Alexei Navalny Says Guard Threatened Straitjacket in Order to Force-Feed Him

As Russian opposition leader Alexei Navalny, 44, sits in prison amid an ongoing hunger strike, he used his Instagram account on Friday to say that he has been threatened with a straitjacket to be force-fed.

In a lengthy caption, he detailed how a female colonel said that his blood test indicates serious risks and his deteriorating health, and that he would be force-fed if he does not give up his strike.

"Then she described the delights of force-feeding to me. Straitjacket and other joys," Navalny wrote.

In his post, he continued to declare that he points his finger at the law to say: "sorry. Don't force-feed me."

Navalny was arrested on January 17, 2021, and ordered to serve a 2 1/2-year sentence after he allegedly violated the terms of his probation to recover from a nerve-agent poisoning that he alleged was an attack by the Kremlin. Russian authorities have refuted his claim, Newsweek previously reported. He announced he was going on a hunger strike on March 31.

He also wrote on Instagram that it is his absolute guaranteed right to be examined by an independent civilian doctor.

Alexei Navalny
Russian opposition leader Alexei Navalny stands inside a glass cell during a court hearing at the Babushkinsky district court in Moscow on February 20, 2021. On Friday, Navalny wrote on Instagram that he is being threatened with a straightjacket to be force-fed amid his ongoing hunger strike. Kirill Kudryavtsev/AFP via Getty Images

For more reporting from the Associated Press, see below.

Navalny, President Vladimir Putin's most vociferous critic, is demanding a visit from his physician after developing severe back pain and numbness in his legs in prison.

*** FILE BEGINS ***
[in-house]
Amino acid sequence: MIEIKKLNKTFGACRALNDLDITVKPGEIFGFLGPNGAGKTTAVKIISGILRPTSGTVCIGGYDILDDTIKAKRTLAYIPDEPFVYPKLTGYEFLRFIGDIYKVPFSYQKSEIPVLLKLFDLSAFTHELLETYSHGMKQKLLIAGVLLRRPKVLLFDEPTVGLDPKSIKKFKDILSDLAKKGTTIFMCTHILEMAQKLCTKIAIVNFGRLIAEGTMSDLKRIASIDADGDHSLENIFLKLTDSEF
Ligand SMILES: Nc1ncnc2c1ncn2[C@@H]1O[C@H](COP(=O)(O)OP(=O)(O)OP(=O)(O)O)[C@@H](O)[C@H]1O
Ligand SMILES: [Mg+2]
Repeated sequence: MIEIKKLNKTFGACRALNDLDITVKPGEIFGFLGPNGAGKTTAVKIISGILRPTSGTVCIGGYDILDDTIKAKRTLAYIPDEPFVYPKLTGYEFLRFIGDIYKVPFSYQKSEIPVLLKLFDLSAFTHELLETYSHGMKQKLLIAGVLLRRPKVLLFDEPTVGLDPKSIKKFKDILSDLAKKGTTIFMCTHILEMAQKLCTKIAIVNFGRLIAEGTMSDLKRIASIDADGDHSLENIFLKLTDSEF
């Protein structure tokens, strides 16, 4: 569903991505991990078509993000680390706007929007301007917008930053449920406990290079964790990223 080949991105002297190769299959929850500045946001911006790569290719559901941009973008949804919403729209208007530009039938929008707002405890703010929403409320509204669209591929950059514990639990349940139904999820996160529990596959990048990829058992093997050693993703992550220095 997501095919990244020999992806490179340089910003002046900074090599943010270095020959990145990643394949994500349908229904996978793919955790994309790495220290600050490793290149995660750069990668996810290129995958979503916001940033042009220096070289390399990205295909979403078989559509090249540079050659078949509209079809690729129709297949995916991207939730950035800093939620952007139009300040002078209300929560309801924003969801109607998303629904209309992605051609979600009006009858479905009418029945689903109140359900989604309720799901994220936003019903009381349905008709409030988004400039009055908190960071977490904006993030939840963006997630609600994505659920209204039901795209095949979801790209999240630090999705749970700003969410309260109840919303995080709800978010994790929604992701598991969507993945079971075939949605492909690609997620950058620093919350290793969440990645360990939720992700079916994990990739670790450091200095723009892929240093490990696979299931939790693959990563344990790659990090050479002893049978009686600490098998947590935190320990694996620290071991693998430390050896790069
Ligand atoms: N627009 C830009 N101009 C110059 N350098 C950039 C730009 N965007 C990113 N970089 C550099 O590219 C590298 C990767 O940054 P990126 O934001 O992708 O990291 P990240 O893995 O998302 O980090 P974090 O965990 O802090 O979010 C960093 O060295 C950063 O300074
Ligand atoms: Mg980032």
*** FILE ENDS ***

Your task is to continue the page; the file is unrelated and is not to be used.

Navalny's arrest triggered a massive wave of protests all across Russia, the biggest show of defiance in recent years.

Soon after the arrest, a court ordered Navalny to serve 2 1/2 years in prison on a 2014 embezzlement conviction he said was fabricated and the European Court of Human Rights deemed to be "arbitrary and manifestly unreasonable." Last month, the politician was transferred to a penal colony east of Moscow, notorious for its harsh conditions.

Navalny has complained about back pain and said he was losing sensation in his legs. His demands for a doctor's visit were rebuffed by prison officials, with Russia's state prison service saying he was getting all the medical help he needed. In response, Navalny went on a hunger strike.

The opposition leader charged Friday that prison officials refused to let his physician in because "they fear it'll transpire that the loss of sensation in the limbs may be connected to the poisoning," and reiterated he had "an absolutely guaranteed right: to be examined by an independent civilian doctor."

Describing his state after more than two weeks of a hunger strike, Navalny said his head was "spinning a lot," but that he was "still walking."

Navalny's wife, Yulia, who visited him in prison earlier this week, said the politician was "cheerful" but had trouble talking and lost a lot of weight.